A second module will involve the use of both microbiological specimens and model organisms to construct a biotic ligand model. As with the Equilibrium and Analysis course, there will be three test systems for these tests. The use of microbiological samples to test for metal bioavailability has recently become more common. In our experiment, we will utilize the bacteria Vibrio Fisheri, which is a bioluminescent bacteria. In the simplest form of this assay, bacteria are placed in a soil/water mixture to incubate for a short period of time (30 minutes). The amount of light (indicative of cellular respiration in these bacteria) is measure before and after incubation. The decrease in light emissions represents the toxicity. Toxicity curves can be constructed and LC50 values obtained. This is a good test for acute toxicity due to high concentrations of toxic metals. Several modifications of this test will allow for the measurement of chronic metal exposure using lower metal concentrations (more relevant to typical environmental concentrations) and to direct solid soil exposure.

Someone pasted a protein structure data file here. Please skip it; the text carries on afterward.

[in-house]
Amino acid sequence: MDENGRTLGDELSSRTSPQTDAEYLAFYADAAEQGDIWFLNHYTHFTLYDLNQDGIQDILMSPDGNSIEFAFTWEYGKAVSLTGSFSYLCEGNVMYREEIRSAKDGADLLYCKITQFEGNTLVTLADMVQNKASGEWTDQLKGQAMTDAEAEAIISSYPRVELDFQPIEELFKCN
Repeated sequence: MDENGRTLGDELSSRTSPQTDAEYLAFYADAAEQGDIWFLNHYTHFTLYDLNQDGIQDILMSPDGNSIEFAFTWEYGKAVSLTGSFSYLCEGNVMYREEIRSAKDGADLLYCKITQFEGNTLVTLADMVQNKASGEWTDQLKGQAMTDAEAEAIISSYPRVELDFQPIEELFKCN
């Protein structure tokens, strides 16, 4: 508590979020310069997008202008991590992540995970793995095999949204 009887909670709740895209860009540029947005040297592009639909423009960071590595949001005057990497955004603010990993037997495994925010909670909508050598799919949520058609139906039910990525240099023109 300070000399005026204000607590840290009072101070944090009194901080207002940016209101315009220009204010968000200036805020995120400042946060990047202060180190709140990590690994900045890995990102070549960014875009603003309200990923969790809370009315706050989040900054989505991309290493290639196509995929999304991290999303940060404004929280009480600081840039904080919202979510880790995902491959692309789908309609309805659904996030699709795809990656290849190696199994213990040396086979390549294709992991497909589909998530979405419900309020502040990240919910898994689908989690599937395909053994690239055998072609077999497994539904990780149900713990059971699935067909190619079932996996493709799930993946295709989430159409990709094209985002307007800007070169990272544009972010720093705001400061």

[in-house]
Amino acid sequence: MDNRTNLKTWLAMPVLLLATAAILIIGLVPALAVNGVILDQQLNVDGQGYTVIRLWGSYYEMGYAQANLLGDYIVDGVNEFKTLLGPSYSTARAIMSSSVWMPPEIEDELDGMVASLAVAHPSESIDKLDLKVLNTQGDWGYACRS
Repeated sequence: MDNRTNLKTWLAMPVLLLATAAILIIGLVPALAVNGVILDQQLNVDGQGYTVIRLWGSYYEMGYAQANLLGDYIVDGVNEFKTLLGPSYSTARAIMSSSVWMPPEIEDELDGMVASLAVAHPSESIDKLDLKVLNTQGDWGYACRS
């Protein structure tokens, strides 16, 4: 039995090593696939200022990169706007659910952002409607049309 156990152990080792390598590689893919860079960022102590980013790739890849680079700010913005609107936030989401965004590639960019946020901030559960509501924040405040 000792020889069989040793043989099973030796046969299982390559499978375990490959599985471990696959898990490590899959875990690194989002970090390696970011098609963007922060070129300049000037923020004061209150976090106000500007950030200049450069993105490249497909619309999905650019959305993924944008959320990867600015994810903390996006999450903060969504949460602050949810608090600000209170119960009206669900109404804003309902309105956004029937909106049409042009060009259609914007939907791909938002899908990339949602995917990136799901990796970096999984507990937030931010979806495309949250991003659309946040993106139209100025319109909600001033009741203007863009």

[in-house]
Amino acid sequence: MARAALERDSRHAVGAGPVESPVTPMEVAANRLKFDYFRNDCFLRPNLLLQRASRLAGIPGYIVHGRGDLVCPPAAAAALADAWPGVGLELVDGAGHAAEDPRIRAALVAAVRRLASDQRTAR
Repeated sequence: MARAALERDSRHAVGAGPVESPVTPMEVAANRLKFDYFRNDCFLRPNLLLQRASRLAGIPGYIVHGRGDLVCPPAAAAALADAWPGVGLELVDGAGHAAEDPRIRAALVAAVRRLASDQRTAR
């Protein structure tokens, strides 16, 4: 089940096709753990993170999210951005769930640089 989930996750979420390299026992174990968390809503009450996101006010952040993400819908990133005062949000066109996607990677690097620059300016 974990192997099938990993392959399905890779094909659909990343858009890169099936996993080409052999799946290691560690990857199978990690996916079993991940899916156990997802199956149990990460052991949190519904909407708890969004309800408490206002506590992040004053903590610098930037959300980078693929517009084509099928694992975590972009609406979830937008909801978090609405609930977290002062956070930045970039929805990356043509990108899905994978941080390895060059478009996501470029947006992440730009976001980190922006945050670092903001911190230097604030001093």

A second bioassay will involve the use of a model organism, Daphnia Magna. Daphnia Magna, also called water fleas, are crustaceans that have been used in many studies of environmental toxicity. These are easy to handle and grow as well as being inexpensive. Using these organisms, students will first construct toxicity curves for known metals as well as metal mixtures. These studies will then be repeated using water/soil mixtures from the three systems described above. These will be used to build a biotic ligand model for our systems and Daphnia and could predict the toxicity at various levels. In addition to the toxicity data above, it will be necessary to measure temperature, pH, dissolved organic carbon, alkalinity, as well as major cations (Ca, Mg, Na and K), major anions (SO42- and Cl-), , and sulfide concentrations.

Biotic ligand modeling will be done using.............

The results of these bioassays will be compared to the results from the DGT studies done by the Equilibrium and Analysis students. Students will be able to see if the DGT accurately predicts the bioavailability (and thus toxicity) of metals in the soil/water mixtures.

biology

Sample the aquatic biota (macropthytes and animals) of Springwood Park Lake in order to 1) describe and quantify the food chains; 2) evaluate the extent of bioaccumulation of metals by those organisms; and 3) assess the rates of biomagnification occuring in higher trophic levels.